Undergraduate Honors Theses

Thesis Defended

Spring 2019

Document Type


Type of Thesis

Departmental Honors


Ecology and Evolutionary Biology

First Advisor

Dr. Barbara Demmig Adams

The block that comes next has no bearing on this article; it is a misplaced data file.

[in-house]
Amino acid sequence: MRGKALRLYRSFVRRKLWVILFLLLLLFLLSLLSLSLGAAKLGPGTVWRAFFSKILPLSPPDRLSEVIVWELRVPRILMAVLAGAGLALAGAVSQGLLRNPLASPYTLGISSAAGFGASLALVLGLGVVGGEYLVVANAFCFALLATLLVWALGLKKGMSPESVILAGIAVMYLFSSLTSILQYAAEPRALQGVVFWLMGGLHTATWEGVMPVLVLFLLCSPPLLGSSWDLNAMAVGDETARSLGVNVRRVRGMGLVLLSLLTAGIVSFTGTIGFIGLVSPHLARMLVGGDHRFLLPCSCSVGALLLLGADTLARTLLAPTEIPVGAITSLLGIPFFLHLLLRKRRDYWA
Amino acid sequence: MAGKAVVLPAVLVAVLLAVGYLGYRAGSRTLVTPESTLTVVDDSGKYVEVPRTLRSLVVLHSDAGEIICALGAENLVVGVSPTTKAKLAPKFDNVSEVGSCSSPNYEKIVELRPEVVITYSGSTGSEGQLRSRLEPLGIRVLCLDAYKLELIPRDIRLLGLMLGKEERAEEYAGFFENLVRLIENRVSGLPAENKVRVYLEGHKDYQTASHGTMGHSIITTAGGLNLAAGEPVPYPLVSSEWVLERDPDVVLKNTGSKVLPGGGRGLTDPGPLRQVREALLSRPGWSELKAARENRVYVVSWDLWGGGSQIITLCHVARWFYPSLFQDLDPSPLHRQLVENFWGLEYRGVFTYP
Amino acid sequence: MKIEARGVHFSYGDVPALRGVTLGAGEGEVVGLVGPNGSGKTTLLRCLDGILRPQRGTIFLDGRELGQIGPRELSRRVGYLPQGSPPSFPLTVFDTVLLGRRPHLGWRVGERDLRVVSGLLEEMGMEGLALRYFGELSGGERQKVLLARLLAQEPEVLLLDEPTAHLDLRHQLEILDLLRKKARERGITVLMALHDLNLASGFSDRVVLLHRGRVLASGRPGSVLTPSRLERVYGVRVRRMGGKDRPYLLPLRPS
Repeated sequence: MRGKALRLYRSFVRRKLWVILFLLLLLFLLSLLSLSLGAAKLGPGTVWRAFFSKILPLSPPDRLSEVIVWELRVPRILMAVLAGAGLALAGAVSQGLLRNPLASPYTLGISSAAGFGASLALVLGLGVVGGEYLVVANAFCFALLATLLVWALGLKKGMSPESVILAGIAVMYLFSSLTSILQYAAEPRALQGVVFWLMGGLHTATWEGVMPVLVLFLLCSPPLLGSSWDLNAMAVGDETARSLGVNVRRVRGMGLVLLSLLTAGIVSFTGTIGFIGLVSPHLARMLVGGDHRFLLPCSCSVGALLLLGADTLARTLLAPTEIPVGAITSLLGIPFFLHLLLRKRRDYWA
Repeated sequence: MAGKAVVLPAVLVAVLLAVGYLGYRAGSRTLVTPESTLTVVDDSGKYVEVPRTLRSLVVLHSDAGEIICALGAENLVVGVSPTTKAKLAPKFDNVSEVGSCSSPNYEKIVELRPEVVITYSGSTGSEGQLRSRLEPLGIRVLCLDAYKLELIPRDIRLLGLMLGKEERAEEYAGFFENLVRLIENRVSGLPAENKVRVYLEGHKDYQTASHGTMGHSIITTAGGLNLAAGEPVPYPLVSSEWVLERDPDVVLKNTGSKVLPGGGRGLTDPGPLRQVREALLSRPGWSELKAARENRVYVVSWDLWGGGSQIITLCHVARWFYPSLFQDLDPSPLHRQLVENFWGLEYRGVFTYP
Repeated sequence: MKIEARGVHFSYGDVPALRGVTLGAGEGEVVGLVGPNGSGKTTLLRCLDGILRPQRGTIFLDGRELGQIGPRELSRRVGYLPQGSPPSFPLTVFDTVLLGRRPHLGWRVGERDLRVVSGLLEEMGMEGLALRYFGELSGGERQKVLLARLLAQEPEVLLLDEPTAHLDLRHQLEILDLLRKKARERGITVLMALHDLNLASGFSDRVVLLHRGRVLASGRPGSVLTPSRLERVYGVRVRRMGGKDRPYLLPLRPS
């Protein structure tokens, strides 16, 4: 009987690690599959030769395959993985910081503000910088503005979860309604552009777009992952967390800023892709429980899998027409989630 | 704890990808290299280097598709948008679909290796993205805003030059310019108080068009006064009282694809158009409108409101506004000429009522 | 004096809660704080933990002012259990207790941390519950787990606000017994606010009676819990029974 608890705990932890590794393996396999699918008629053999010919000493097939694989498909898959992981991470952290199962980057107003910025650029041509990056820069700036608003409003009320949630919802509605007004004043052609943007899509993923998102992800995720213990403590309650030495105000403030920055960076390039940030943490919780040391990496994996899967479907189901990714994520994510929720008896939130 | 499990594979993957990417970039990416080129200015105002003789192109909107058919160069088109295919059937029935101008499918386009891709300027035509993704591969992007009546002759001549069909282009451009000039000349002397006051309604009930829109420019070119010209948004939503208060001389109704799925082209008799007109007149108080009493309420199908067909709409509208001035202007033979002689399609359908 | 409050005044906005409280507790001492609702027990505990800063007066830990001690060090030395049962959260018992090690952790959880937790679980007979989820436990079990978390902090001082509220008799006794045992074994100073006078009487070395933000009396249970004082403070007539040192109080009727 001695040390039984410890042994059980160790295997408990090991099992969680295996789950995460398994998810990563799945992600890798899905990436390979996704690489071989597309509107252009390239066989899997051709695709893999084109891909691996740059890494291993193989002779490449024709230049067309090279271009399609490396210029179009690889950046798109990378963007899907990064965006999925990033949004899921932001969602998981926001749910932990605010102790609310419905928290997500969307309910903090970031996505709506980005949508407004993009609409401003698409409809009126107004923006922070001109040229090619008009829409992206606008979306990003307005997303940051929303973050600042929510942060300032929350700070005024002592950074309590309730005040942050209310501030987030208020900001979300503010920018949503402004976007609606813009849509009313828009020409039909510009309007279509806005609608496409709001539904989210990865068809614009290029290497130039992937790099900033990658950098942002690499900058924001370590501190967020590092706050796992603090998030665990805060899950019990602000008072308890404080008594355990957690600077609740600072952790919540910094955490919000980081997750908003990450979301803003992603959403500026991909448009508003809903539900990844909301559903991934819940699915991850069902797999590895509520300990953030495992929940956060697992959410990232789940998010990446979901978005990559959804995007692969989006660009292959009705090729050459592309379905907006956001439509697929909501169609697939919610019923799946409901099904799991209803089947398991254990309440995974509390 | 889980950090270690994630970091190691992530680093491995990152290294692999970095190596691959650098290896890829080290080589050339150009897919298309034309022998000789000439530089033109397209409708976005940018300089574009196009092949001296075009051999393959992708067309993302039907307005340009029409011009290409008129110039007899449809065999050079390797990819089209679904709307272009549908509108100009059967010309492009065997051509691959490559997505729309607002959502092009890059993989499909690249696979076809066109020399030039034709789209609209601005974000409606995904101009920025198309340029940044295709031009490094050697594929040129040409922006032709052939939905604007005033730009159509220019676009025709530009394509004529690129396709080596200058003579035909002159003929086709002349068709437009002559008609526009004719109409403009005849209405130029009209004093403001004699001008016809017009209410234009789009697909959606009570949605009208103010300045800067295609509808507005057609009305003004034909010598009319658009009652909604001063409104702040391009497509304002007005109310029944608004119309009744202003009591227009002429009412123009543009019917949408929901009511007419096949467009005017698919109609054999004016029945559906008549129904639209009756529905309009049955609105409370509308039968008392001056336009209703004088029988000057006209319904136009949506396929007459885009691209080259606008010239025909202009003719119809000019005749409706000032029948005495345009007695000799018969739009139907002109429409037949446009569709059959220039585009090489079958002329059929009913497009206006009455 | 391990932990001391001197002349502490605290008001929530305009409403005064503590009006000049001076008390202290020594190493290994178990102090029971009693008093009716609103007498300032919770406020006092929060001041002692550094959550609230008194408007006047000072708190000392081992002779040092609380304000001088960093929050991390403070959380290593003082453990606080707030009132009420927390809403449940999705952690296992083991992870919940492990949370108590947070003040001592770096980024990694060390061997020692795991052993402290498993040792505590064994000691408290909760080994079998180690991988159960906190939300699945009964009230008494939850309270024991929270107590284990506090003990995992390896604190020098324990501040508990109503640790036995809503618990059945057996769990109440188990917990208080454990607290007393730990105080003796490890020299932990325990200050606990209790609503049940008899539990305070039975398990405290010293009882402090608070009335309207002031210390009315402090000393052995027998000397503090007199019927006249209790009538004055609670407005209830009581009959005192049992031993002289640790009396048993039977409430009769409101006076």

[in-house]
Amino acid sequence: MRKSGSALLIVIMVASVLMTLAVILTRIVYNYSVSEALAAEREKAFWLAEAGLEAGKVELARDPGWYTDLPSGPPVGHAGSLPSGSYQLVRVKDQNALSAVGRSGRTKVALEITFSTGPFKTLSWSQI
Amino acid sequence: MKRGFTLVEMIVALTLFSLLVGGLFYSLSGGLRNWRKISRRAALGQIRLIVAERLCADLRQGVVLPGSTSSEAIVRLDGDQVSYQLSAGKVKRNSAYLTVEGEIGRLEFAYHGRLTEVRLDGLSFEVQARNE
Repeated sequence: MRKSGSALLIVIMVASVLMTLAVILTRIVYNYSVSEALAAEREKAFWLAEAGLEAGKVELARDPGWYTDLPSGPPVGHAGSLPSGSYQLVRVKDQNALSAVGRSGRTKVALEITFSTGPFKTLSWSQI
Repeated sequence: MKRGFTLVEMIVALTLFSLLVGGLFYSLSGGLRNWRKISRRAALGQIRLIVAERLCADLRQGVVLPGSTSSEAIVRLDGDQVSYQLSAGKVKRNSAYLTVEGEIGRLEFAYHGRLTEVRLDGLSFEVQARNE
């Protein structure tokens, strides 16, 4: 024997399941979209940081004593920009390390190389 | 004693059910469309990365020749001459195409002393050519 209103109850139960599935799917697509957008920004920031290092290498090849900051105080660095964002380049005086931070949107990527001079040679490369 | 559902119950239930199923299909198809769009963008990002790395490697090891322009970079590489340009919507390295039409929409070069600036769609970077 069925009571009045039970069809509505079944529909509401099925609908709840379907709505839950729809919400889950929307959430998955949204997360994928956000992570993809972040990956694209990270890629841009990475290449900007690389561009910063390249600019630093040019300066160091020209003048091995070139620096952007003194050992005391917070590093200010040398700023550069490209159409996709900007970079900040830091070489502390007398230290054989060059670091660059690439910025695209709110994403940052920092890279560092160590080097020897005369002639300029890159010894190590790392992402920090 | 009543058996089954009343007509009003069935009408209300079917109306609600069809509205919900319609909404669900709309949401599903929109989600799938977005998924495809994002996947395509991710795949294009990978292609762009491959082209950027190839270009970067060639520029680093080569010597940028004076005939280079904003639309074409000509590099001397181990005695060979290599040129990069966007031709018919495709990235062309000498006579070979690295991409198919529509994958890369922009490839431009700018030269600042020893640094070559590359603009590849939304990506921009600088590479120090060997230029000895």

Previous research has addressed the relationship between social issues and chronic disease, and how chronic disease is more prevalent in minority communities due to a long history of social inequality. Social inequality is caused by racial discrimination that leads to socioeconomic and educational inequality, all of which reduce access to a health-promoting lifestyle choices and result in physiological impairments (such as chronic inflammation) and disease. My thesis is a comprehensive literature review and summarizes lifestyle choices affected by specific aspects of social disparities and the health disparities they cause. In particular, I identified links between social issues and sleep habits, dietary practices, and physical activity level. I furthermore provide recommendations on how sleep management and relaxation, an anti-inflammatory diet, and regular moderate physical activity can support wellness. It is my hope that an improved understanding of the role of specific lifestyle choices in wellness promotion –and the powerful synergy created by combining baby steps towards improved sleep, diet, and physical activity – will provide simple, cost-effective solutions accessible to people irrespective of race, socioeconomic status, and education level.